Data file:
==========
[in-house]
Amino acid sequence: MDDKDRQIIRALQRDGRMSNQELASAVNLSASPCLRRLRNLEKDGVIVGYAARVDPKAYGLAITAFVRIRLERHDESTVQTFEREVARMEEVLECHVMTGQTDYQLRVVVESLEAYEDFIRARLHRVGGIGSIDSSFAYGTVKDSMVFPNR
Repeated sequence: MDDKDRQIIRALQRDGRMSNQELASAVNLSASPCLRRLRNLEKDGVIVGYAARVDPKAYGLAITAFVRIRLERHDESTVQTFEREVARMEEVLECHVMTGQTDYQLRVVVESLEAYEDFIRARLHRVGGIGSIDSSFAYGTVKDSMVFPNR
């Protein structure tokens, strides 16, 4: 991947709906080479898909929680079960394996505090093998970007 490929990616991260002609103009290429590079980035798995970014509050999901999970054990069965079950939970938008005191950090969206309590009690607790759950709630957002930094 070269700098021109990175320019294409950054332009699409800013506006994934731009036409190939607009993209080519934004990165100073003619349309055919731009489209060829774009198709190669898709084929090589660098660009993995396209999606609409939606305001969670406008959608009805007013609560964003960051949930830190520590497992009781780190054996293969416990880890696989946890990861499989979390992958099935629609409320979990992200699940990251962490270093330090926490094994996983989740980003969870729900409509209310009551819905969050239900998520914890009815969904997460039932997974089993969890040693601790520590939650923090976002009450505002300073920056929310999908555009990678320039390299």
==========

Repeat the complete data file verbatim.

[in-house]
Amino acid sequence: MDDKDRQIIRALQRDGRMSNQELASAVNLSASPCLRRLRNLEKDGVIVGYAARVDPKAYGLAITAFVRIRLERHDESTVQTFEREVARMEEVLECHVMTGQTDYQLRVVVESLEAYEDFIRARLHRVGGIGSIDSSFAYGTVKDSMVFPNR
Repeated sequence: MDDKDRQIIRALQRDGRMSNQELASAVNLSASPCLRRLRNLEKDGVIVGYAARVDPKAYGLAITAFVRIRLERHDESTVQTFEREVARMEEVLECHVMTGQTDYQLRVVVESLEAYEDFIRARLHRVGGIGSIDSSFAYGTVKDSMVFPNR
């Protein structure tokens, strides 16, 4: 991947709906080479898909929680079960394996505090093998970007 490929990616991260002609103009290429590079980035798995970014509050999901999970054990069965079950939970938008005191950090969206309590009690607790759950709630957002930094 070269700098021109990175320019294409950054332009699409800013506006994934731009036409190939607009993209080519934004990165100073003619349309055919731009489209060829774009198709190669898709084929090589660098660009993995396209999606609409939606305001969670406008959608009805007013609560964003960051949930830190520590497992009781780190054996293969416990880890696989946890990861499989979390992958099935629609409320979990992200699940990251962490270093330090926490094994996983989740980003969870729900409509209310009551819905969050239900998520914890009815969904997460039932997974089993969890040693601790520590939650923090976002009450505002300073920056929310999908555009990678320039390299």